A wailer calls again, this one close. A block away maybe. It doesn’t wait for the responses to finish before it calls again, even closer now. A choir of respondents scream into the storm. Thunder rolls overhead and even more wailers cry out. Hundreds now, and they all sound like they are on top of us.


“Wait here,” I tell Caroline.


“Wait? Where are you going? You aren’t leaving me here.”


“Just poking my head out. I’m not leaving.”


I take a cautious step out of our shelter. A wailer cries right into my ear. I drop to the ground and a jagged claw catches my cheek. My hand instinctively moves to cover the fresh wound. The gun in my other hand raises and fires two quick shots at an enemy I can’t see.


I fall onto my back and roll into the shelter. Caroline drops to look at me.


“You’re fine,” she says. “Or will be.” She stands back up.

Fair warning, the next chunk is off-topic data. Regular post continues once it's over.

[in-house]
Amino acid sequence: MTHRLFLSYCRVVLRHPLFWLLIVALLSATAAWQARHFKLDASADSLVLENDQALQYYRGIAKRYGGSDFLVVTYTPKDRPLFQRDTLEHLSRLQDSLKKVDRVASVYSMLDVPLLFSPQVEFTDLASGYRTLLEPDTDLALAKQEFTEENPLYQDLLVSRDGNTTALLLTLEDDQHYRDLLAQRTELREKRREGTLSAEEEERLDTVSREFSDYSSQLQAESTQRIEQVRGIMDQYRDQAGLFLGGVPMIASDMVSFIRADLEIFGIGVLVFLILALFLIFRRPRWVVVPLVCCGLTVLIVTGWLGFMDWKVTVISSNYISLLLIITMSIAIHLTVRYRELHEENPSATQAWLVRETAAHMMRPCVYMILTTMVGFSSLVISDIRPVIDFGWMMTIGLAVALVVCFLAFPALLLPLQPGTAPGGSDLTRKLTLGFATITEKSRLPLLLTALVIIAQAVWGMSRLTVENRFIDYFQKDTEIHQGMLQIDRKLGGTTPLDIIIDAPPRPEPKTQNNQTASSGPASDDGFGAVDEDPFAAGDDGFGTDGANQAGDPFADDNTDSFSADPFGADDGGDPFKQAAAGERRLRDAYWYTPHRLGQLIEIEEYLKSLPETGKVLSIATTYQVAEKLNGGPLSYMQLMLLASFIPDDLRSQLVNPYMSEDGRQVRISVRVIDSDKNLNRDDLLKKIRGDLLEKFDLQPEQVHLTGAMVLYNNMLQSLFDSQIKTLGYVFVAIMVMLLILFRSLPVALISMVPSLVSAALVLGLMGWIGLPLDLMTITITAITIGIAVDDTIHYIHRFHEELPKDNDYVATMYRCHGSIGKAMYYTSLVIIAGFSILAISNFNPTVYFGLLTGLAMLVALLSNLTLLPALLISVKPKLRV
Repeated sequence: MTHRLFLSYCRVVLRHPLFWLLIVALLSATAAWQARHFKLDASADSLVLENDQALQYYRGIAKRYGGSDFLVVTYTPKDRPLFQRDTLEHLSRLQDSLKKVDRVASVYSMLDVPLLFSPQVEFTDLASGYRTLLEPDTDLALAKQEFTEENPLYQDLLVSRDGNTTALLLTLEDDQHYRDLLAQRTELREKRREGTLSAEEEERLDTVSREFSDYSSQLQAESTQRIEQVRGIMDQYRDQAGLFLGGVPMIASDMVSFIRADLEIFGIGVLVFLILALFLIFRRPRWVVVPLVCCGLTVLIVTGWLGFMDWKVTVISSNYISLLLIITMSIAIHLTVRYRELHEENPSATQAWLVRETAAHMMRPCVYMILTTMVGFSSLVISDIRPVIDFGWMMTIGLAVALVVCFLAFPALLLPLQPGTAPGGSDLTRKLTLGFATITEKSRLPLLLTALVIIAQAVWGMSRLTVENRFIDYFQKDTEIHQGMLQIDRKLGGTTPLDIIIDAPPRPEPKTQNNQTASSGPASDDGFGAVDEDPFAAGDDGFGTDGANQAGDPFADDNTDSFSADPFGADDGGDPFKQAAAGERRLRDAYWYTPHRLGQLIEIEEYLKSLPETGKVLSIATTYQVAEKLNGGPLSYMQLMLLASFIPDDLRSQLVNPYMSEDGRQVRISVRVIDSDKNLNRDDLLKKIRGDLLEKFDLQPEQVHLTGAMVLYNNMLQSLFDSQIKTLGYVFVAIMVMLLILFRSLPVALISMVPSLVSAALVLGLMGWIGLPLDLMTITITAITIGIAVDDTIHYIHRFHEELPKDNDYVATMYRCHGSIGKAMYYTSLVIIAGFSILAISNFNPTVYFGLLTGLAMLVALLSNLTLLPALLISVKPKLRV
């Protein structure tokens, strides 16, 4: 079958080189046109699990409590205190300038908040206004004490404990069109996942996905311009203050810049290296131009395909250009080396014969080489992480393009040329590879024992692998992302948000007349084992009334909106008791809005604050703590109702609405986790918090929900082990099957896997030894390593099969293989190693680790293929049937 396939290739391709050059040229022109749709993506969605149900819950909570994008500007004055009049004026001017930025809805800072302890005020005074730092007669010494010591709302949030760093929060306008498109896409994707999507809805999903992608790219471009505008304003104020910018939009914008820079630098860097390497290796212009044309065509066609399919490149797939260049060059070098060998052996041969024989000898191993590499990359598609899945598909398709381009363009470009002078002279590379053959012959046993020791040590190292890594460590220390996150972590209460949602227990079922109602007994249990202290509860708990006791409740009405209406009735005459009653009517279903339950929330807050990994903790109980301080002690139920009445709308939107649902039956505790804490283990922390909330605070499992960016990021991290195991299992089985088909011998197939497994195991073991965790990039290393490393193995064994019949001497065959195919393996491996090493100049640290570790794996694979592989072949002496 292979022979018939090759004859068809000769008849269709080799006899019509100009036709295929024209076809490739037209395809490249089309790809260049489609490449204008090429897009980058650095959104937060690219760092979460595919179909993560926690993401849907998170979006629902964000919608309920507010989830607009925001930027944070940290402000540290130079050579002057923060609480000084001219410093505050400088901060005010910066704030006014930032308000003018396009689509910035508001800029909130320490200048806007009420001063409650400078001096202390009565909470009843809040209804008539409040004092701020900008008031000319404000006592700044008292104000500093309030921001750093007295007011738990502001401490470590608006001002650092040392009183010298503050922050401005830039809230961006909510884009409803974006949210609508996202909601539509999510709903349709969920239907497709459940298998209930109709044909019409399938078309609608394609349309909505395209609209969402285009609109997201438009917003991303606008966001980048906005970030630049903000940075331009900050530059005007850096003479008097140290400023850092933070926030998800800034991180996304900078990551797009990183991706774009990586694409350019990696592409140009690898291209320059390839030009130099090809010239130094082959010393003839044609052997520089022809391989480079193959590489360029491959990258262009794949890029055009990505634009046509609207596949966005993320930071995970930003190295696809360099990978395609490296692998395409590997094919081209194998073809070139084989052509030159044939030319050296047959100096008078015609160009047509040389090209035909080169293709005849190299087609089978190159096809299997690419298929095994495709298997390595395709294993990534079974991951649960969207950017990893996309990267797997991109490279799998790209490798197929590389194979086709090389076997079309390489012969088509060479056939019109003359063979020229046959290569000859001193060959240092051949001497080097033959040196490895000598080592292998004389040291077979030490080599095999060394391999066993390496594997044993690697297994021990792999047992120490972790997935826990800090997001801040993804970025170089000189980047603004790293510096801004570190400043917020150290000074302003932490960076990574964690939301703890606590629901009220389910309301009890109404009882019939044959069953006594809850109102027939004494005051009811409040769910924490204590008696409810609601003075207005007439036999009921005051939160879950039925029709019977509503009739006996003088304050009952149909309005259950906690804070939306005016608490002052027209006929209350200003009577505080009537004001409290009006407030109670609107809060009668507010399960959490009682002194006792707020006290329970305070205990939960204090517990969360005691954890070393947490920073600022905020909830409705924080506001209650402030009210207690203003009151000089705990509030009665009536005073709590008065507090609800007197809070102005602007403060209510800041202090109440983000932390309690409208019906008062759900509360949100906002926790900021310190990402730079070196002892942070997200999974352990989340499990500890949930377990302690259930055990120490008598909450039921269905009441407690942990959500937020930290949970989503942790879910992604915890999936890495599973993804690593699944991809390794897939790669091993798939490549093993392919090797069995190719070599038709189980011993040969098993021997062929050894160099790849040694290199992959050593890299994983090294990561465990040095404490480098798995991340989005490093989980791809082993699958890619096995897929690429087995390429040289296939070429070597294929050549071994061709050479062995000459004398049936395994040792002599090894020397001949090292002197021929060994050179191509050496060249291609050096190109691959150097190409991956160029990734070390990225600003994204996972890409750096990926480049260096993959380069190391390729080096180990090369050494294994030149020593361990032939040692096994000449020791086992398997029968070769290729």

The wailer that caught me has set off a series of calls from others. Their piercing shrieks are beginning to drown out the rain.

Wherever these wailers had been, they are in front of us now. It’s a horror show stampede.


Their foot falls are creating a low rumble. I hear and feel them bumping and rubbing against our shelter. It’s a fragile space that’s fine for keeping dry, but it’s not going to stand any kind of rough treatment. Wailers are anything but gentle. We have to move.


I grab Caroline’s arm. I turn and look to her. “Are you ready?”


“For what?” Her eyes narrow. She’s not understanding.


“We have to go.”


“Out there?” She gestures with her head to the space in front of us.


“Yes,” I say. “This place isn’t stable. The wailers will knock it down, and we’ll be trapped.”


“We aren’t trapped now?”


We don’t have time to debate this. I pull her with me. We’re running. She screams the moment that the stinging rain hits her face. I don’t have any specific destination in mind. I’m just moving.

Friday, January 13, 2017

FREE FRIDAY FICTION : Welcome to the End : Part 13 -- Rain

Hi, everyone.